Taking the gluten-free eating route for triathletes (part 1)
Posted Sep 29 2011 8:15am
Until my senior year of college, I started every day with a big bowl of cereal and 2% milk.
And I didn't just use any old cereal.
I went for the stuff that turned my leftover milk into a sweet and gooey ambrosia of sugary soup. Peanut Butter Captain Crunch was the usual choice, and Cocoa Pebbles were not far behind. Apple Jacks was another favorite, and sometimes I used apple juice concentrate instead of milk for my Apple Jacks, just to amplify the sweet apple taste just a little bit more.
By the time I finished a breakfast like this, I was ready to conquer the world!
For about 30 minutes.
After which, I crashed usually during a class or a meeting.
But even if you consider yourself a healthy progressive who is way beyond the realm of eating cereal from boxes with cartoon characters on the front, you need to be aware of serious issues with what many perceive to be healthy" cereal.
In other words, you may need to face up to the fact that Wheaties is not the best "Breakfast of Champions".
Especially the "wheat" part of Wheaties. Allow me to explain.
Most wheat that we eat today is just a product of genetic research.
Not only is this modern wheat far genetically far removed from what our ancestors ate thousands of years ago, and thus far more capable of causing inflammation in our gut, but certain components of wheat cause it to raise blood sugar higher than nearly any other carbohydrate you can eat.
But the issue with grains in breakfast cereal goes beyond wheat's capability to cause digestive inflammation or to massively spike your blood sugar levels. Even if you don't have something like Celiac disease or gluten intolerance, the gluten in wheat-based cereals may not be the hottest food ingredient for you to be starting your day with.
Undiagnosed gluten sensitivity runs rampant, and 99% of people who are gluten insensitive don't even know it (even though it is easily tested with a GI Panel )
A review paper in The New England Journal of Medicine listed 55 "diseases" that can be caused by eating gluten, including osteoporosis, inflammatory bowel disease, anemia, cancer, fatigue, canker sores, rheumatoid arthritis, lupus, multiple sclerosis, and nearly every autoimmune disease.
Gluten is also linked to many psychiatric and neurological issues, such as migraines, epilepsy, nerve damage, autism, anxiety, depression and schizophrenia.
So why not just go gluten-free?
At the risk of turning this into a complete breakfast cereal bashing post, I want to also make sure you're aware that just because a cereal is gluten-free and wheat-free does not necessarily healthy.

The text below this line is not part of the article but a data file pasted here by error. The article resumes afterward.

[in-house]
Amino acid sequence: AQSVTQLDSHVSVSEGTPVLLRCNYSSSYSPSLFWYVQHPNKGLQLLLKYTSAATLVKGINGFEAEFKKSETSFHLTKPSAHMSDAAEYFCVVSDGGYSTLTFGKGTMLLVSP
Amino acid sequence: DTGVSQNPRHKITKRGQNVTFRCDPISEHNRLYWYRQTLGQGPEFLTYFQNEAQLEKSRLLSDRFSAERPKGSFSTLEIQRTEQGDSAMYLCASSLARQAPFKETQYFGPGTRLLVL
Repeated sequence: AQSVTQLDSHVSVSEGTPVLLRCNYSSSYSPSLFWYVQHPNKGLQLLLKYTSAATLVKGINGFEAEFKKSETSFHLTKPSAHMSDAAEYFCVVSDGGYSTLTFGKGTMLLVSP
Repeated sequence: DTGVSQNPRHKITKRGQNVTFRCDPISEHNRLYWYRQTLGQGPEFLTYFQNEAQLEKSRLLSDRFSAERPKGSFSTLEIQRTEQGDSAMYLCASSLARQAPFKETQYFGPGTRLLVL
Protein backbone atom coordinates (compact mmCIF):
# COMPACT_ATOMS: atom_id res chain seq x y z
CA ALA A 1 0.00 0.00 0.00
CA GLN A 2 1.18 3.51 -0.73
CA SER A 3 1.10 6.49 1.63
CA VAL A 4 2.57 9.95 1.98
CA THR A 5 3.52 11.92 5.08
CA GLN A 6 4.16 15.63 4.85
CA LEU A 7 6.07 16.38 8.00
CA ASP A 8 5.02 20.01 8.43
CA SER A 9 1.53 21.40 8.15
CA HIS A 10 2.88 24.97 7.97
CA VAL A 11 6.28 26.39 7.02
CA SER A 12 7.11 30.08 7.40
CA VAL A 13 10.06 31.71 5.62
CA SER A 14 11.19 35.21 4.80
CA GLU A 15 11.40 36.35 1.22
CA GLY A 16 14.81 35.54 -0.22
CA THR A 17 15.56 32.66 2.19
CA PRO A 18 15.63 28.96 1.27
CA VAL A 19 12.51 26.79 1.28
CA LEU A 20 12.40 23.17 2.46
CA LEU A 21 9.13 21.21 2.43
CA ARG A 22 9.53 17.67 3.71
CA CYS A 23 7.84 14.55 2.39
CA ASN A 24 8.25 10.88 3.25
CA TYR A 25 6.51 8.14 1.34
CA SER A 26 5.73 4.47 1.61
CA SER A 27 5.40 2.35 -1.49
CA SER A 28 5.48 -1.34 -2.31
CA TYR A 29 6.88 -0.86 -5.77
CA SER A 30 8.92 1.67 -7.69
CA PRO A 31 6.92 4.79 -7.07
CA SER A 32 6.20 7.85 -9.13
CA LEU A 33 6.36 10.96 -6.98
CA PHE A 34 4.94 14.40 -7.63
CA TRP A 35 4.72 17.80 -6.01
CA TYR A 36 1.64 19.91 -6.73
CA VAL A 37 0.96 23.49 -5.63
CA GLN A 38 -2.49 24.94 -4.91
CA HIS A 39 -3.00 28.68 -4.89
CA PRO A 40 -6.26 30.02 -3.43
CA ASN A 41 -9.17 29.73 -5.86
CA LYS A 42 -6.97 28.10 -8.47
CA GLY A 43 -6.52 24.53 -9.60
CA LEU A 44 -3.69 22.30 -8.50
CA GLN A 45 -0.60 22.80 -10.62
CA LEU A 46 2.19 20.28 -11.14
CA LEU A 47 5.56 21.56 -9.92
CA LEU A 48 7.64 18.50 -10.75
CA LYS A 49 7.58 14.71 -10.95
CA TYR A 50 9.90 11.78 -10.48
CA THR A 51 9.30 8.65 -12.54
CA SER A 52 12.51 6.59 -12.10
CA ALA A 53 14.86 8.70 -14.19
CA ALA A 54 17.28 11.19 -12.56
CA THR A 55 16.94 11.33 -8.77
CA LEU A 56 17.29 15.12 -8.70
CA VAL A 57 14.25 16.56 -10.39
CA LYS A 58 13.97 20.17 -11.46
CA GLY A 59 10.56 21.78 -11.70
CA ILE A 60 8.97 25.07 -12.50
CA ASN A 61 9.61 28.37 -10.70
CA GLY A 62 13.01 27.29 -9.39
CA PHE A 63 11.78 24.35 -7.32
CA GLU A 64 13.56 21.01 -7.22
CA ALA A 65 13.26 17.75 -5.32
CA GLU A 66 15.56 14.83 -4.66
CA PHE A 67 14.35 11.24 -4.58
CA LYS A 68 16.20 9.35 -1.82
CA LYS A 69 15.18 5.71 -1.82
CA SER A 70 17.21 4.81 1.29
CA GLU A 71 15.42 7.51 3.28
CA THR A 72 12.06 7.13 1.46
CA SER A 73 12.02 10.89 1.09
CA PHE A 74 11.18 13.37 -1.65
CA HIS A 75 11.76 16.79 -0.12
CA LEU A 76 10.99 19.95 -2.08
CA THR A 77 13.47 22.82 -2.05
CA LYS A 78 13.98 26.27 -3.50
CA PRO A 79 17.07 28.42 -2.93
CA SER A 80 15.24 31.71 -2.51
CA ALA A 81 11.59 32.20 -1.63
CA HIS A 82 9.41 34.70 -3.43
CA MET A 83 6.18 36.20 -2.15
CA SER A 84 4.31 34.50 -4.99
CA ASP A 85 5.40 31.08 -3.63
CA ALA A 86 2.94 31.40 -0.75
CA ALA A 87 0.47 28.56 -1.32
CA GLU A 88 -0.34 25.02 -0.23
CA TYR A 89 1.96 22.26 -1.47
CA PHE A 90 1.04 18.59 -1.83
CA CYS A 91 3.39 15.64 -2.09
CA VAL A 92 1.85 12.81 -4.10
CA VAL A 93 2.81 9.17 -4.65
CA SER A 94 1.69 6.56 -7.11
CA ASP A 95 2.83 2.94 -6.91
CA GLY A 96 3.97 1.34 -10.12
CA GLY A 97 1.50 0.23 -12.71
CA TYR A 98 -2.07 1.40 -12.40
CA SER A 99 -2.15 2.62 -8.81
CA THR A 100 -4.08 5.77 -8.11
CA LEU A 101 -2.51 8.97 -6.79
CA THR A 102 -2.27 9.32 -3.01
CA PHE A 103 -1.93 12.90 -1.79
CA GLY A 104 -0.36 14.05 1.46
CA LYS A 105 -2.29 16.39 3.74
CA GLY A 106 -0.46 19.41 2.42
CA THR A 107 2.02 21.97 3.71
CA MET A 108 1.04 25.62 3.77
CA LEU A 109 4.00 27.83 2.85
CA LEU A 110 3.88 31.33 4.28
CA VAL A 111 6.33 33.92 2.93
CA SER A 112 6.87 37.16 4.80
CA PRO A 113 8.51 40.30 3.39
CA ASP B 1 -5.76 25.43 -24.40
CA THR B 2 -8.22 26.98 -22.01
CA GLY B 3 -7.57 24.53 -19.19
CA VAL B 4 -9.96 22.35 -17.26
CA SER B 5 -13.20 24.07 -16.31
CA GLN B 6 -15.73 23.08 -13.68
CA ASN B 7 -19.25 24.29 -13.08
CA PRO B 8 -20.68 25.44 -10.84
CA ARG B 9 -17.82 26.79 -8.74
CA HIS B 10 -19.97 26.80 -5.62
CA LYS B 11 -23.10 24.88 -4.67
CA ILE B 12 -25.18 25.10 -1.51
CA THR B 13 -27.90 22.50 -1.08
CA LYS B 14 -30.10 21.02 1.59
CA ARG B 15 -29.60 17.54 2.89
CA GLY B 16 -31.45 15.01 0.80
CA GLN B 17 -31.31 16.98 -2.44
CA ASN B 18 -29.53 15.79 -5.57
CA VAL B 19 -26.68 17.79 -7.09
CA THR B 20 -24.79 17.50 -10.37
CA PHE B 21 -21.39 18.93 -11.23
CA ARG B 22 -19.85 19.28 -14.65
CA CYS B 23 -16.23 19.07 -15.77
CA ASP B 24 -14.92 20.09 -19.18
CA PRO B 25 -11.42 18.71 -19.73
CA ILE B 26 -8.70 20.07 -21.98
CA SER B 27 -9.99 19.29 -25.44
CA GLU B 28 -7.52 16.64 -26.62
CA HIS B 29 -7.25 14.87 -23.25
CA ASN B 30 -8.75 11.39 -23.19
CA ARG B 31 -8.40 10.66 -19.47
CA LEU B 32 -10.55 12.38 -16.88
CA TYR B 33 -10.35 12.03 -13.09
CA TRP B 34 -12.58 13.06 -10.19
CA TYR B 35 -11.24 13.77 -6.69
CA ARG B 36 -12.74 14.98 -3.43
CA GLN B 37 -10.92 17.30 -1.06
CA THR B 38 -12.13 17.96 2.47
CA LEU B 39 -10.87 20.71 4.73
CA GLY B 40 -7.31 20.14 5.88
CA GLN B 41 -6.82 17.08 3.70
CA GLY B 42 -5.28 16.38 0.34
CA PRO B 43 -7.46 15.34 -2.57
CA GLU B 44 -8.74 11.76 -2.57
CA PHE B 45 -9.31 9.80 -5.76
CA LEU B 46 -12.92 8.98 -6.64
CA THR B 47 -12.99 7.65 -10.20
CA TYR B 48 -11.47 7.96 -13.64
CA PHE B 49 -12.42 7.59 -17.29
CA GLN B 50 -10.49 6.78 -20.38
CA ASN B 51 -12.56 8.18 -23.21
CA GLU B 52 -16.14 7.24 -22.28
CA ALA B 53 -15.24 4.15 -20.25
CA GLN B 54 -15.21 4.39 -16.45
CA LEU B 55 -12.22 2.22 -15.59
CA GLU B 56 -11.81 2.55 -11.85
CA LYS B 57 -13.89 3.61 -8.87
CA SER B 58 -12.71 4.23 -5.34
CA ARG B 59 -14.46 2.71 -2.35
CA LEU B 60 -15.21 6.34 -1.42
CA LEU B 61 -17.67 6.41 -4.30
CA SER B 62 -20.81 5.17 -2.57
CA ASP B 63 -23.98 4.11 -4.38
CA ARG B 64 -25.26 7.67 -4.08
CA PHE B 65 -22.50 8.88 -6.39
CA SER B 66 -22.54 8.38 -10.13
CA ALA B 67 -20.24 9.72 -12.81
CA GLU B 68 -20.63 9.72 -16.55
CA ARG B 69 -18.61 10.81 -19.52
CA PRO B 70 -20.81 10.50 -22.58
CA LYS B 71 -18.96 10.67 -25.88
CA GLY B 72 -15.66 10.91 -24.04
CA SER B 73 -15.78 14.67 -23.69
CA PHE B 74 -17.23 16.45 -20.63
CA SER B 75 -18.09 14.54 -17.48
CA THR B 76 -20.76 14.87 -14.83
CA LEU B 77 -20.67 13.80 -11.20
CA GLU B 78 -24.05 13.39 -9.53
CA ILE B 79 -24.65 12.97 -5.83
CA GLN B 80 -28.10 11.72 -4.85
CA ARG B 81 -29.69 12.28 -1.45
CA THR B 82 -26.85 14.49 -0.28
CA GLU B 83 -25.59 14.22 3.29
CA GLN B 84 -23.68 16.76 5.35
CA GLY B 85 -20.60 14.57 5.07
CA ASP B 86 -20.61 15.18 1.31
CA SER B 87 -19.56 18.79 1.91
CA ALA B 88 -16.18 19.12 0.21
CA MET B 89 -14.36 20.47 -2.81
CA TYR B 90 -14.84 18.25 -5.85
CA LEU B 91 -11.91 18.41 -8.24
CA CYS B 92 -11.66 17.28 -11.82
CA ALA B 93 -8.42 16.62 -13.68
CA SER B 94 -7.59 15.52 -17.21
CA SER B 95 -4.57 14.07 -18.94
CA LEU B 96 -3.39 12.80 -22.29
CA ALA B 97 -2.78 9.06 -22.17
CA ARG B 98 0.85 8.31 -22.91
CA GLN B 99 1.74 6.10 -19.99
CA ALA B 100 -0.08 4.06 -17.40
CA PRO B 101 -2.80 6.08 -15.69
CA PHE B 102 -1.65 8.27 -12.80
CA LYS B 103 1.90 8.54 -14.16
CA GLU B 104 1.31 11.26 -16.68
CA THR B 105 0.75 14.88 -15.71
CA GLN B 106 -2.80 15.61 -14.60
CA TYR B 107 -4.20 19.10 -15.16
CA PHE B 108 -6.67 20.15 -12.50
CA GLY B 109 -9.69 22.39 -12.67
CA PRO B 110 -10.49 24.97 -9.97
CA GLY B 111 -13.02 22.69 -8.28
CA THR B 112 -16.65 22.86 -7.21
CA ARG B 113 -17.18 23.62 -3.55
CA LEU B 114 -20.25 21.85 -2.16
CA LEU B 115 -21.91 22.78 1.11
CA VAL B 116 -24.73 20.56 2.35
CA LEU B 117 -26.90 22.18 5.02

In THIS Podcast, I talk about the issue with gluten-free cereals, and basically what I mentioned was that popular gluten-free cereals.
Not only are gluten-free foods primarily made with corn starch, rice starch, potato starch, and tapioca starch, which are the only foods capable of spiking your blood sugar levels even higher than wheat, but they typically have added sugars as well.
Here are the ingredients of some popular gluten-free "healthy" cereals:
Kellogg's Rice Krispies gluten free cereal is brown rice and sugar. That's it. No protein, no fat, just pure sugar.
Chex Gluten-Free Rice Chex is also just rice and sugar, but they've also added molasses.
Nature¹s Path Organic (insert sounds of angelic choir here) is Organic Brown Rice,Organic Evaporated Cane Juice and Organic Molasses.
And "granola" as a cereal alternative is not much better.
Basically, granola is also primarily sugar, but with added vegetable oils and nuts, typically roasted and very high in inflammatory omega 6 fatty acids.
For example, Kirkland's Organic Ancient Grains Granola is "made with love" and comprised of oats, cane sugar, spelt, soy oil, wheat, almonds, inulin, quinoa, amaranth, rice starch, sea salt, molasses and cinnamon.
Of course, this doesn't mean that you have to roll out of bed in the morning, stumble to the fridge, and eat a lonely, boiled egg (with a pinch of salt if you're feeling adventurous).
As a matter of fact, breakfast is actually my favorite food of the day, and the meal I enjoy the most. Later in this post, I'll tell you exactly what I eat for breakfast every morning but first, allow me to share with you three simple criteria for creating a healthy breakfast that will make Wheaties taste like an old shoelace.